Greeks may have invented philosophy. But this week the seaside nation is testing out another idea: its bonds are roughly as risky as haven U.S. Treasurys.
The bonds sale comes on the heels of an election that installed a new government led by Prime Minister Kyriakos Mitsotakis, sparking hope that Greece can finally turn the page on a decade of debt woes.
The nation after years of crisis only emerged from international bailouts last year.
Yet, it its new bonds will pay yields akin to those found on 10-year U.S. Treasurys
which dropped to a 52-week low of 1.952% on July 3 and have hovered in the 2% range since, according to FactSet data.
That dynamic has left many market participants scratching their heads.
“Some have argued that the Greek yield is a result of better economic conditions in Greece,” Mark Grant, chief global strategist at B. Riley FBR Inc. wrote on Tuesday in a note to clients. “With all due respect, that argument is a fallacy based upon a fantasy laid bare in a pipe dream.”
Grant, and others, say a more obvious reason is the hunt for yield amid a near $13 trillion pile of government debt that now offers negative yields.
The prospect of additional stimulus from the European Central Bank, including a possible resumption of its asset-buying program, has also provided a de facto backstop to government bonds issued in the eurozone. The ECB’s past bond-buying efforts were credited with sending yields on bonds from the regions’s weaker economies sharply lower.
Bank of Greece Gov. Yannis Stournaras last week told the Kathimerini newspaper that Greek participation in an ECB QE program may be feasible soon, according to Bloomberg. Greece’s sub-investment-grade ratings would normally rule out its participation, while Stournaras told the newspaper that it wasn’t easy to estimate how long it would take Greece to regain an investment-grade rating.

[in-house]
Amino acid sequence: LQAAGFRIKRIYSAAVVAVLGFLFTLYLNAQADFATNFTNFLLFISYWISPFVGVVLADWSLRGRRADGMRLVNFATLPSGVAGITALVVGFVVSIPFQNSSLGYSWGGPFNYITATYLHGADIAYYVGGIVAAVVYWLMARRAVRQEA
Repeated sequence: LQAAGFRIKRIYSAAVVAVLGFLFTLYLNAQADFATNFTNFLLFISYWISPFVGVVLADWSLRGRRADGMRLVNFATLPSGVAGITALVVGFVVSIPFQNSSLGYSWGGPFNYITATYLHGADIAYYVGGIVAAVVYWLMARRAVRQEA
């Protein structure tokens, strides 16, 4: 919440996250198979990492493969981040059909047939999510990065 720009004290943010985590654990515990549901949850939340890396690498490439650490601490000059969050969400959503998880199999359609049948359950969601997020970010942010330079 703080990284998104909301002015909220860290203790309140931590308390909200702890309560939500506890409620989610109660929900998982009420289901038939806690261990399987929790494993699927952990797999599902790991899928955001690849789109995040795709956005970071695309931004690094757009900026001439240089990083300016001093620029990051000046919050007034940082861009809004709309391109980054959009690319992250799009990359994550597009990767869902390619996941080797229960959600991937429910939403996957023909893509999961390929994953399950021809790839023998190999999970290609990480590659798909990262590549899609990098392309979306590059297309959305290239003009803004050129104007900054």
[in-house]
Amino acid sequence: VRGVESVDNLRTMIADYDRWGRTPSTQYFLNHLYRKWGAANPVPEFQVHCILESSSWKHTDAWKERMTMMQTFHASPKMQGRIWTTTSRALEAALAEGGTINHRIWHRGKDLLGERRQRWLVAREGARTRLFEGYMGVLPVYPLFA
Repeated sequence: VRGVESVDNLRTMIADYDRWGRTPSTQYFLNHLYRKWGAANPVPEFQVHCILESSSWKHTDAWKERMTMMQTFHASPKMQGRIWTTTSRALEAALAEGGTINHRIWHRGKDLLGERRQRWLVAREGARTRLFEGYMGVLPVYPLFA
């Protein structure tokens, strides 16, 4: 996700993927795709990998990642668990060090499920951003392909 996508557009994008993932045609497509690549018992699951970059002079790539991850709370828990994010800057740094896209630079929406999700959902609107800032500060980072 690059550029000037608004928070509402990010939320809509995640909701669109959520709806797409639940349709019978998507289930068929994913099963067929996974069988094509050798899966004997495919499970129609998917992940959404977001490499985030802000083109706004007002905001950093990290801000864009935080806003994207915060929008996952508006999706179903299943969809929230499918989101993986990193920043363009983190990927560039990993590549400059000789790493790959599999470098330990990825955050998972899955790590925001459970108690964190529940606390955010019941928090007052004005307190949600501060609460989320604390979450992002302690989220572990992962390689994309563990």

The following chart from FactSet shows the stark decline in Greek 10-year bonds since 2012, which reached 15% four years ago.
“You’ve got a buyer that has an inelastic appetite,” Jack McIntyre, a global fixed-income portfolio manager at Brandywine Global, said of the ECB in an interview. “Unlike the private sector, or with real money traders who care about what price they pay for an asset, central banks don’t.”
McIntyre said that far-reaching influence of global central bank has left investors playing by their own rules.
“This stuff was never in the economic textbooks,” he said.
But one way investors have been combating falling yields, at least in the U.S., has been to use currency hedges.
“If you are a U.S. investor and invest in euro bonds and hedge back into dollars, you’re being paid almost 3%,” said Win Thin, global head of emerging market currency strategy at Brown Brothers Harriman, in an interview.
“It is a little counter intuitive.”
Another tactic is to avoid negative yielding assets altogether by investing in real estate and stocks with growing dividends, said Deron McCoy, chief investment officer at Signature Estate & Investment Advisors, a Los Angeles-based wealth adviser.
“Sometimes investors are like a frog in a pot of boiling water. They get used to it,” McCoy said. “But at some point, a negative-yielding bond is going to have negative returns. That is just math.”